"If we do this right, we can discredit this whole mind-set of the ‘moderate center’ being the defining group in American politics," said Rush. "I am going to show you what a fraudulent idea that whole concept of, ‘There are people who decide issue by issue. On the left they like certain things, on the right they like certain things.’"
So Rush believes that there are no principled Americans who decide what they believe on different policies issue-by-issue. For someone who talks about freedom a lot, he doesn’t have much faith in free will or free-thinking. He doesn’t believe that Americans—especially independent voters—can consider themselves fiscally conservative but socially liberal. You either walk in lockstep as a social conservative and fiscal conservative or you are a ‘hard-core liberal’—libertarians, apparently, need not apply.
It is an illustration of one of the lies of modern American politics—that people who surrender their individuality to an ideology and vote the party line are somehow "courageous." That’s not courage, it's conformity.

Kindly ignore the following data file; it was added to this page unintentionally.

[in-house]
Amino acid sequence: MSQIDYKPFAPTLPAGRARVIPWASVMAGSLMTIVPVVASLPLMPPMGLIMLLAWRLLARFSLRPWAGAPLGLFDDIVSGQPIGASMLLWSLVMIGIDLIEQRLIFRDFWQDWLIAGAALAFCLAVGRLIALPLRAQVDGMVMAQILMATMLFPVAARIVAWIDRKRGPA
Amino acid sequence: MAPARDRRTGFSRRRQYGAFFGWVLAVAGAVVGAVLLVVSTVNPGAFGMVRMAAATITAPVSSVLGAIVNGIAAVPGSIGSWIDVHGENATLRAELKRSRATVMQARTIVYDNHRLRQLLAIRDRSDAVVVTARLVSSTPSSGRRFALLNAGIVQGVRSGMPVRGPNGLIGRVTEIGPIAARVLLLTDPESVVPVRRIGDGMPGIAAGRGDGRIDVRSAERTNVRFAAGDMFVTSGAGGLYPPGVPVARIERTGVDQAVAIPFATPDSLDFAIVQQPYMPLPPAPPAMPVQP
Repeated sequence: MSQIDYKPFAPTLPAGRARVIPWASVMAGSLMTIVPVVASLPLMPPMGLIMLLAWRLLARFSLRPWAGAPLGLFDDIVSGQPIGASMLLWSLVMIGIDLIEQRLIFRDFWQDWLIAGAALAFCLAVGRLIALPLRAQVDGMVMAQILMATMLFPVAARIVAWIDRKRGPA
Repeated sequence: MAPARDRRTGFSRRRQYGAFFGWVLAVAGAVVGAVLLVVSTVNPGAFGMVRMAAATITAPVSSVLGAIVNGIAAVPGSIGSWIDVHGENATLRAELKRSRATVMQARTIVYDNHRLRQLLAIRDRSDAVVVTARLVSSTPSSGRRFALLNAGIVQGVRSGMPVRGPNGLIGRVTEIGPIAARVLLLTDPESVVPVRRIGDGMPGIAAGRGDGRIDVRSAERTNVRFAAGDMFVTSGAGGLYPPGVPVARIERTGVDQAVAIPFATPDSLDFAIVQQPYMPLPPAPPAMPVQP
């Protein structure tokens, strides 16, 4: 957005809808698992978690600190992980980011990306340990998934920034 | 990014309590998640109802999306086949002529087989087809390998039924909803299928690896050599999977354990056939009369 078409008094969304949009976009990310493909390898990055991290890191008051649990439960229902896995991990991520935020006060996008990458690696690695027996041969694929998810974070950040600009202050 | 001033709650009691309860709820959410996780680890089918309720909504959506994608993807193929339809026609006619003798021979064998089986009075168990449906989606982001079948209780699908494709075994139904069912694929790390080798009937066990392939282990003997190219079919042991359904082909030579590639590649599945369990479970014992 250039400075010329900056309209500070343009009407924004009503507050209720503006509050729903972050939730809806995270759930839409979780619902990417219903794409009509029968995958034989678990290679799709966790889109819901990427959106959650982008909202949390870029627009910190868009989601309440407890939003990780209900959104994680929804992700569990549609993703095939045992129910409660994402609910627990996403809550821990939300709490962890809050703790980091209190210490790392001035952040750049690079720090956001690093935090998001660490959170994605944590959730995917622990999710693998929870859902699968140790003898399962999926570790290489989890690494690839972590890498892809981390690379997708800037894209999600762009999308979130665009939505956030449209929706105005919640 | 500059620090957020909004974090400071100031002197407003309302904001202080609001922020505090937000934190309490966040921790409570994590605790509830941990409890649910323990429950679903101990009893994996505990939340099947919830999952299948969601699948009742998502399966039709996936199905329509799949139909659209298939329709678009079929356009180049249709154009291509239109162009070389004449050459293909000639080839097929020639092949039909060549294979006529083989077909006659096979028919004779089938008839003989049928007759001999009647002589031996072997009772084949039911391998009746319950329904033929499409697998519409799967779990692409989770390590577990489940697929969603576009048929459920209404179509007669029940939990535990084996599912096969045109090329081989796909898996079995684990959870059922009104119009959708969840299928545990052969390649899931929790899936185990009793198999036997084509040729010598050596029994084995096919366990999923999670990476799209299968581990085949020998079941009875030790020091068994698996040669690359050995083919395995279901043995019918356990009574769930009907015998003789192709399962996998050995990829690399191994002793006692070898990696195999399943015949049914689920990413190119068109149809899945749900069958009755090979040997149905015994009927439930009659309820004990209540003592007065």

For someone who talks about freedom a lot, Limbaugh doesn’t have much faith in free will or free-thinking.
But this all-or-nothing mindset is what allows Rush to look at the range of people who are becoming involved in the "center" and dismiss them all. New York City Mayor Mike Bloomberg is "an überliberal" as presumably is the self-described libertarian-conservative congressman turned cable host Joe Scarborough, Bush-era Comptroller General David Walker, Reagan administration alumni David Gergen, Congressman Mike Castle and David Brooks who cut his teeth at William F. Buckley’s National Review before joining The New York Times. Rush also took time to dismiss other bipartisan initiatives to achieve fiscal responsibility like the Concord Coalition (co-founded by Granite State Republican Warren Rudman) and Nixon Commerce Secretary Pete Peterson’s legion efforts to education Americans about the crippling impact of the deficit and the debt.
Says Mark McKinnon: "Rush thrives on hyper-partisanship. He's against everything we stand for. He doesn't want us to get along. He doesn't want Republicans talking to Democrats. It's a zero sum game for Rush. It's all about winning for Republicans and losing for Democrats. Rush said he wants the President of United States to fail. Forget about the good of the country, it would be good for Republicans. We could not disagree more. We hope that any president succeeds, Republican or Democrat. Because progress for the country is more important that points for a political party."